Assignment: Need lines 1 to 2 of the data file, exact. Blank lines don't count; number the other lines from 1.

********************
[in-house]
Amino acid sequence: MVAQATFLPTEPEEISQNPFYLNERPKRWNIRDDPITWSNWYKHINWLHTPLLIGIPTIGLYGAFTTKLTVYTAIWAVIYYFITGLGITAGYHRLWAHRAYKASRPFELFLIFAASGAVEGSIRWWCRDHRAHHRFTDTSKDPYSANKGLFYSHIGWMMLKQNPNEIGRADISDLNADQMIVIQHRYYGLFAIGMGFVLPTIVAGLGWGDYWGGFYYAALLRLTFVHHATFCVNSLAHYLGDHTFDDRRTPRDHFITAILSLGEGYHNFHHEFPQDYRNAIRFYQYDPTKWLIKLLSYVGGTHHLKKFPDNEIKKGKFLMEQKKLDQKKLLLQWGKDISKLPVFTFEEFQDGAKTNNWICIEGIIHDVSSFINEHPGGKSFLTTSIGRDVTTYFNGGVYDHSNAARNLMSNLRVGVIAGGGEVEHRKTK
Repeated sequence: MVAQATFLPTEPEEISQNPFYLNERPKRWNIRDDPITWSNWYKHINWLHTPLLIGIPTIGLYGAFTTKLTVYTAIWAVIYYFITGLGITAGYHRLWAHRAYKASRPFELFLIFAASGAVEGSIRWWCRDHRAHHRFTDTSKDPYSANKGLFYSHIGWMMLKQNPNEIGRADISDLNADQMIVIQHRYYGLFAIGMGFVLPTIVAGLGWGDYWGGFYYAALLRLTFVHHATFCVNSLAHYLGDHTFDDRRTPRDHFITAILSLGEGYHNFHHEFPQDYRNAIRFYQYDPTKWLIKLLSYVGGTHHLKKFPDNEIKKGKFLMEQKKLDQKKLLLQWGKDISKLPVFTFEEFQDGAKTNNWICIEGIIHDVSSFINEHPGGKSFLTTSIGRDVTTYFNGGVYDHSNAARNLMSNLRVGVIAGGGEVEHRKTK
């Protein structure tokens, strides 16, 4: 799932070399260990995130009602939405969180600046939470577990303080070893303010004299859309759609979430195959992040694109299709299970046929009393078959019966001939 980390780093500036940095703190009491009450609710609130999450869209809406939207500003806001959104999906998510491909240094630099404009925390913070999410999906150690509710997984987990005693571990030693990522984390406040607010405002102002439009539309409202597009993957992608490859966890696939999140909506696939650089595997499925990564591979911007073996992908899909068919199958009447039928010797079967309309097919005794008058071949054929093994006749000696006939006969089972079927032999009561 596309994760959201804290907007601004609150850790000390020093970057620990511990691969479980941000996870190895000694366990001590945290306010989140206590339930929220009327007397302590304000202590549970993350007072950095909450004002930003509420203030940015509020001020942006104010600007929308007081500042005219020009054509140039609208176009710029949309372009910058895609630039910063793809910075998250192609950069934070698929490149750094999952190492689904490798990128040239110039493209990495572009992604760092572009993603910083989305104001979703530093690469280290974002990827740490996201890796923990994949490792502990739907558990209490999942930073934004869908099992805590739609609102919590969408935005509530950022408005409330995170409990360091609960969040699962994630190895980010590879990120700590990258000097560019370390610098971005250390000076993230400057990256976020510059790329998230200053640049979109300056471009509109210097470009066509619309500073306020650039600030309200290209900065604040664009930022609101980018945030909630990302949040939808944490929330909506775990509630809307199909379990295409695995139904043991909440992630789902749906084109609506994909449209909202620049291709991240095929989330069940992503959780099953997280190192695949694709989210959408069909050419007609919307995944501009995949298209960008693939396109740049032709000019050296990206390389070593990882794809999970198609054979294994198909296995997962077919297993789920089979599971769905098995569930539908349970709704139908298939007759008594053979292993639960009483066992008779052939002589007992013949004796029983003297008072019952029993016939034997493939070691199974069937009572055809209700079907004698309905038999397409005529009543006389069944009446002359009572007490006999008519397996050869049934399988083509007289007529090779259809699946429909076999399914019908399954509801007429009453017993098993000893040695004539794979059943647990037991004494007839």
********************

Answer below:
[in-house]
Amino acid sequence: MVAQATFLPTEPEEISQNPFYLNERPKRWNIRDDPITWSNWYKHINWLHTPLLIGIPTIGLYGAFTTKLTVYTAIWAVIYYFITGLGITAGYHRLWAHRAYKASRPFELFLIFAASGAVEGSIRWWCRDHRAHHRFTDTSKDPYSANKGLFYSHIGWMMLKQNPNEIGRADISDLNADQMIVIQHRYYGLFAIGMGFVLPTIVAGLGWGDYWGGFYYAALLRLTFVHHATFCVNSLAHYLGDHTFDDRRTPRDHFITAILSLGEGYHNFHHEFPQDYRNAIRFYQYDPTKWLIKLLSYVGGTHHLKKFPDNEIKKGKFLMEQKKLDQKKLLLQWGKDISKLPVFTFEEFQDGAKTNNWICIEGIIHDVSSFINEHPGGKSFLTTSIGRDVTTYFNGGVYDHSNAARNLMSNLRVGVIAGGGEVEHRKTK